which this country has long possessed, have attempted to copy our constitution ; and some of them have shot beyond it in the fierceness of their pursuit. I grudge not to other nations that share of liberty which they may acquire : in the name of God, let them enjoy it! But let us warn them that they lose not the object of their desire by the very eagerness with which they attempt to grasp it. Inheritors and conservators of rational freedom, let us, while others are seeking it in restlessness and trouble, be a steady and shining light to guide their course, not a wandering meteor to bewilder and mislead them.
Let it not be thought that this is an unfriendly or disheartening counsel to those who are either struggling under the pressure of harsh government, or exulting in the novelty of sudden emancipation. It is addressed much rather to those who, though cradled and educated amidst the sober blessings of the British Constitution, pant for other schemes of liberty than those which that Constitution sanctions—other than are compatible with a just equality of civil rights, or with the necessary restraints of social obligation ;
of some of whom it may be said, in the language which Dryden puts into the mouth of one of the most extravagant of his heroes, that,
• They would be free as nature first made man,
When wild in woods the noble savage ran. Noble and swelling sentiments !—but such as cannot be reduced into practice. Grand ideas !—but which must be qualified and adjusted by a compromise between the aspirings of individuals and a due concern for the general tranquillity ;-must be subdued and chastened by reason and experience, before they can be directed to any useful end ! A search after abstract perfection in government may produce, in generous minds, an enterprise and enthusiasm to be recorded by the historian, and to be celebrated by the poet : but such perfection is not an object of reasonable pursuit, because it is not one of possible attainment: and never yet did a passionate struggle after an absolutely unattainable object fail to be productive of misery to an individual—of madness and confusion to a people. As the inhabitants of those burning climates which lie beneath a tropical sun, sigh for the coolness of the mountain and the grove; so (all history instructs us) do nations which have basked for a time in the torrent blaze of an unmitigated liberty, too often call upon the shades of despotism, even of military despotism, to cover them
"O quis me gelidis in vallibus Hæmi
Sistat, et ingenti ramorum protegat umbrâ !” -a protection which blights while it shelters ; which dwarfs the intellect, and stunts the energies of man, but to which a wearied nation willingly resorts from intolerable heats, and from perpetual danger of convulsion.
Our lot is happily cast in the temperate zone of freedom : the clime best suited to the development of the moral qualities of the human race; to the cultivation of their faculties, and to the security as well as the improvement of their virtues :—a clime not exempt indeed from variations of the elements, but variations which purify while they agitate the atmosphere that we breathe. Let us be sensible of the advantages which it is our happiness to enjoy. Let us guard with pious gratitude the flame of genuine liberty, that fire from heaven, of which our Constitution is the holy depository ; and let us not, for the chance of rendering it more intense and more radiant, impair its purity or hazard its extinction !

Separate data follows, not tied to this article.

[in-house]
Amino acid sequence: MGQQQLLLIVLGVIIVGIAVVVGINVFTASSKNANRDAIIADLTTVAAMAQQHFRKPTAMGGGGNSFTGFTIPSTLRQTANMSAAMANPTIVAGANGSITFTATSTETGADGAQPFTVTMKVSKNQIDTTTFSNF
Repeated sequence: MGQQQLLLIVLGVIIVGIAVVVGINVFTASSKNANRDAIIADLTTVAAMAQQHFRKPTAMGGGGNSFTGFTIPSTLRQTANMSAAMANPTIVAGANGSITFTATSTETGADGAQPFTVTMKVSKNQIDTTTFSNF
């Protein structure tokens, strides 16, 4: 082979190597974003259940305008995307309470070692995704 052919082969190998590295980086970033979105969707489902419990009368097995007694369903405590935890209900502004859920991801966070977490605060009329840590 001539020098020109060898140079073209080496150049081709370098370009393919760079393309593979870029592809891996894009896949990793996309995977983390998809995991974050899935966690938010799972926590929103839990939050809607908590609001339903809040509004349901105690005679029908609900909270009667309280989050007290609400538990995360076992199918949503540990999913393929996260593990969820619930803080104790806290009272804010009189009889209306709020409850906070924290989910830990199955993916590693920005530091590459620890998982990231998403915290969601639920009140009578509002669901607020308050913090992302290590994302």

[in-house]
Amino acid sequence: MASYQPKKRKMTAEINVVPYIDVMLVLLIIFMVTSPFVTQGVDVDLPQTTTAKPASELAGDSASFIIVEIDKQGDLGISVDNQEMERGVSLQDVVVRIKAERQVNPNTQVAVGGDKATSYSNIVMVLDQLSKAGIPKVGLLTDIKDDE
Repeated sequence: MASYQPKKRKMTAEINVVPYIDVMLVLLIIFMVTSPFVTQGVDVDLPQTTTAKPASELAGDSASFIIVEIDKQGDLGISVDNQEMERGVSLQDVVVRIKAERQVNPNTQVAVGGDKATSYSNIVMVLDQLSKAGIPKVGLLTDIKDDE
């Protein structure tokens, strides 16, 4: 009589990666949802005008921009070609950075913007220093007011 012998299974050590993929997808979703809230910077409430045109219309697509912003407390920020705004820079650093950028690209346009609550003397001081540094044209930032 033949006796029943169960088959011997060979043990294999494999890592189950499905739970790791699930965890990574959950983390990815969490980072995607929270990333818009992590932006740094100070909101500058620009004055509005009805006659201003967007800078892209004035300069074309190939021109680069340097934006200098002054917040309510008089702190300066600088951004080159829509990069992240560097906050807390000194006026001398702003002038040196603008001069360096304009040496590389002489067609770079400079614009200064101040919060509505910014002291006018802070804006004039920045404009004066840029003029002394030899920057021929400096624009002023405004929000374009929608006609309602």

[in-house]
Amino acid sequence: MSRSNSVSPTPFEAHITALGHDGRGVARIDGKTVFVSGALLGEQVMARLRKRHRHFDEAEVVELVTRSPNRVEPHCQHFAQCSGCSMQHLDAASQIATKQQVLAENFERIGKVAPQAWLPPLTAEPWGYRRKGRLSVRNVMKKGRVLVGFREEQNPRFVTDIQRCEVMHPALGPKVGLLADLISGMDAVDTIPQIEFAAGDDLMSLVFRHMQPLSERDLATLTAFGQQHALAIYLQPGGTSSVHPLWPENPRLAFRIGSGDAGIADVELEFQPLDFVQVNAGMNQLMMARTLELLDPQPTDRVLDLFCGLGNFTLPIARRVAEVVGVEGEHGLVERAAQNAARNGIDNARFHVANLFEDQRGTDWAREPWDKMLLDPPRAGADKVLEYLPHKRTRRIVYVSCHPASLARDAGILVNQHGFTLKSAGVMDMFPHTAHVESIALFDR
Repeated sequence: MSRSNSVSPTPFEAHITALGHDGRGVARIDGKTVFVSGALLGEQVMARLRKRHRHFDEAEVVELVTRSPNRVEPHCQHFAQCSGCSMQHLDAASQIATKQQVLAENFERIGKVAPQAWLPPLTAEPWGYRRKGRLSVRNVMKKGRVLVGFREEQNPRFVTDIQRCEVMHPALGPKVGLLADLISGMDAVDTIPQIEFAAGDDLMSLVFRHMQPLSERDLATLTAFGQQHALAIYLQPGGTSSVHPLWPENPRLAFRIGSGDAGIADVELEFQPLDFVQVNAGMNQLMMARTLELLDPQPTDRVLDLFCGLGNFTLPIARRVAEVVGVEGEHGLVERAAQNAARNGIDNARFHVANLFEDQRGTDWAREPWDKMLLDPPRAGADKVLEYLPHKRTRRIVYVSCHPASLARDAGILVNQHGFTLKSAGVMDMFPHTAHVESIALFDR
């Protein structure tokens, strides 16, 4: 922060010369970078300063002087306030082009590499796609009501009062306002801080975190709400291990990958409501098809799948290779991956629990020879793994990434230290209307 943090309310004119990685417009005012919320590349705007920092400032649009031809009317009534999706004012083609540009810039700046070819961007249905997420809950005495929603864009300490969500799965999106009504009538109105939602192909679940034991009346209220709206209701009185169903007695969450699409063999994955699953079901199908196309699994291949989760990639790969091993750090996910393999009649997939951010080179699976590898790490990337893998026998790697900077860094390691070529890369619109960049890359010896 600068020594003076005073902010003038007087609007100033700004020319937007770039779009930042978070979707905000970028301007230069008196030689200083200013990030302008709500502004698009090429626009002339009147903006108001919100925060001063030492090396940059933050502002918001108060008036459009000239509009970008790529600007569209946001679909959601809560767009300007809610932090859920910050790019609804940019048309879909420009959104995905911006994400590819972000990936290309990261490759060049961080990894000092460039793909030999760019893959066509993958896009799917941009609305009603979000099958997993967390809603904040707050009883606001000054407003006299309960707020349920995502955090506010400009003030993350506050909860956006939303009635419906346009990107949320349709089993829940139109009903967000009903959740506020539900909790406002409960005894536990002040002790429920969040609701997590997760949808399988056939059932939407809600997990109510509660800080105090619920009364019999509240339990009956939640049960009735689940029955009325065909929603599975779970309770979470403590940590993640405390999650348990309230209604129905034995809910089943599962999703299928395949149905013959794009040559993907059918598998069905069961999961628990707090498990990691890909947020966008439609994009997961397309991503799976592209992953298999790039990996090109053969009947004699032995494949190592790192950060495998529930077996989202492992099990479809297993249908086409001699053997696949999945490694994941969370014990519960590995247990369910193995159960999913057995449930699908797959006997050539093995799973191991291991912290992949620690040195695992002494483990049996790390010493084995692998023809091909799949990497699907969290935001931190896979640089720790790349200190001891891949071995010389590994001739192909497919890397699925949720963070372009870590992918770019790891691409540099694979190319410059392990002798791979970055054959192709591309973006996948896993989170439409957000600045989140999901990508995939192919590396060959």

The noble lord is entitled to the acknowledgments of the House for the candid, able, and ingenuous manner in which he has brought forward his motion. If in the remarks which I have made upon it there has been any thing which has borne the appearance of disrespect towards him, I hope he will acquit me of having so intended it. That the noble lord will carry his motion this evening, I have no fear ; but with the talents which he has shown himself to possess, and with (I sincerely hope) a long and brilliant career of parliamentary distinction before him, he will no doubt renew his efforts hereafter. Although I presume not to expect that he will give any weight to observations or warnings of mine, yet on this, probably the last, opportunity which I shall have, of raising my voice on the question of Parliamentary Reform, while I conjure the House to pause before it consents to adopt the proposition of the noble lord, I cannot help conjuring the noble lord himself, to pause before he again presses
upon the country. If, however, he shall persevere, and if his perseverance shall be successful—and if the results of, that success shall be such as I cannot help apprehending—his be the triumph to have precipitated those results—be mine the consolation that to the utmost, and the latest of my power, I have opposed them.
369. SPEECH AT PLYMOUTH IN THE YEAR 1823, UPON
OCCASION OF BEING PRESENTED WITH THE FREEDOM OF
THAT Town. MR. MAYOR AND GENTLEMEN, -I accept with thankfulness, and with greater satisfaction than I can express, this flattering testimony of your good opinion and goodwill. I must add, that the value of the gift itself has been greatly enhanced by the manner in which your worthy and honourable Recorder has developed the motives which suggested it, and the sentiments which it is intended to convey.
Gentlemen, your Recorder has said very truly, that whoever, in